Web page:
I think one of the most commonly asked questions in the English language is a question most of us don’t really ask because we’re curious about the answer. In fact, I think it would be safe to say that a huge percentage of the time, we already know the answer we’re going to get before we ask. The answer to the question is almost as automatic as the asking. When we see someone we know in a grocery store or a coffee shop. It’s only natural that we ask, and so … we do ask. We inquire with a generic interrogative: “How are you doing?”
The answer is most often, “Fine. Great. Doing well.” Or some derivative of that answer. All languages and cultures have similar common greetings, questions and answers that serve to set the stage for a conversation about life, and where we are in the journey, and perhaps, the general state of our being.
As a pastor and life coach who spends more than a little bit of time in conversations with people about ‘how-are-you-doing?’ kinds of issues, I ask lots of questions — questions that I hope will help people explore their lives, where they want to go, and how they’d like to get there. The greatest passion of my life is helping people get from where they are … to where God wants them to be.
And so … not always, but often, I greet an unsuspecting soul I meet with, not with a ‘how’ question. Instead, I ask a ‘what’ question. Not ‘How are you doing?’ but instead, “What are you doing?” You see, if ask “How are you doing?” — not always, but almost always, the answer is “Fine.” Without thinking. Without wondering, or pondering, or even doing a cursory examination of the answer to that “How are you doing?” question, the answer is virtually always, “Fine.”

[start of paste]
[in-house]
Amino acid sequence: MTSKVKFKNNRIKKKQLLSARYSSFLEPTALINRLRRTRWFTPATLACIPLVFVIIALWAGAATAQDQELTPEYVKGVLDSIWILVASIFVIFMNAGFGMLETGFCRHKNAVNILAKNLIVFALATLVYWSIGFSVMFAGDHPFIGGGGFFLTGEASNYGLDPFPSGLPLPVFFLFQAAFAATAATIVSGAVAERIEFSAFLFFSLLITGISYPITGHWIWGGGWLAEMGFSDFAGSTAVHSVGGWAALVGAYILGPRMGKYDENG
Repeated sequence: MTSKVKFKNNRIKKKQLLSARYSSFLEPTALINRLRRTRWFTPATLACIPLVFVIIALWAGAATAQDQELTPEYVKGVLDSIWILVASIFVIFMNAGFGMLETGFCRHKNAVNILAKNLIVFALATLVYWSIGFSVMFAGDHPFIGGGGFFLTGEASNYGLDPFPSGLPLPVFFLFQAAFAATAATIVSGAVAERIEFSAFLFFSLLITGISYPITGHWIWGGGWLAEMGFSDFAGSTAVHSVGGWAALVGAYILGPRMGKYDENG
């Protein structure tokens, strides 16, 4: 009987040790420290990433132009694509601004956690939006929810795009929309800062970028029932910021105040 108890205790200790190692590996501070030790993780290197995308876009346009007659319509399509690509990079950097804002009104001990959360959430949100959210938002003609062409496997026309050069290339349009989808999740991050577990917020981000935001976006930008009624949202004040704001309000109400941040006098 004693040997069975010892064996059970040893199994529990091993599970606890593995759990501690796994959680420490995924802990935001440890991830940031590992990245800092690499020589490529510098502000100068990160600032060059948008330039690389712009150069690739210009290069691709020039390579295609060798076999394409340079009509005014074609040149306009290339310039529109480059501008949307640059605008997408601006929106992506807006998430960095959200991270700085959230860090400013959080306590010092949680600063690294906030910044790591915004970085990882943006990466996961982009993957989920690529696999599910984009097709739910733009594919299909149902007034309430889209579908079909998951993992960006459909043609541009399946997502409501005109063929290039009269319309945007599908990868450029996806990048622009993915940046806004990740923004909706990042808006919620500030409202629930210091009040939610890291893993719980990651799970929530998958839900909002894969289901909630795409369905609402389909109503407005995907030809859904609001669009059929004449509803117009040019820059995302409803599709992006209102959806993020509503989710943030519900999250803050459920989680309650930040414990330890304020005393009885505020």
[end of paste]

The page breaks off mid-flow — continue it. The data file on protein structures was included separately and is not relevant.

But when I change just one word, and instead of asking “How’s your life?,” I ask: “What are you doing with your life?” the entirety of the conversation takes an interesting twist. “What am I doing with my life?” asks my friend. Then, a chuckle. A look that says, “There’s no automatic answer to that question; I’ll actually have to think about my answer.”
And thinking about what I’m doing with my life is a very good thing.
Often, that kind of self-examination brings with it a certain self-condemnation, as we think about all we’d like to do, or wish we could do. But the essence of a successful answer to that “What are you doing with your life” doesn’t rest in what we wish we could do, but instead a determination to be actively pursuing what we are equipped by God to do, because of his provision and giftings in our lives.
Leonardo Da Vinci said, “Let him who cannot do things he would — will to do that he can. To will is foolish where there’s no power to do. That man is wise who, if he cannot, does not wish he could.” Wishing I could do more is a futile exercise.
So, a ‘coaching’ question to help encourage you in your journey: What are you doing with your life, this week? If you need a roadmap or a great template for living a life that is filled with incredible opportunity and reward? Here are the words from The Book:
I Peter 4:7
The end of all things is near. Therefore be alert and of sober mind so that you may pray. 8 Above all, love each other deeply, because love covers over a multitude of sins. 9 Offer hospitality to one another without grumbling. 10 Each of you should use whatever gift you have received to serve others, as faithful stewards of God’s grace in its various forms. 11 If anyone speaks, they should do so as one who speaks the very words of God. If anyone serves, they should do so with the strength God provides, so that in all things God may be praised through Jesus Christ. To him be the glory and the power for ever and ever. Amen.”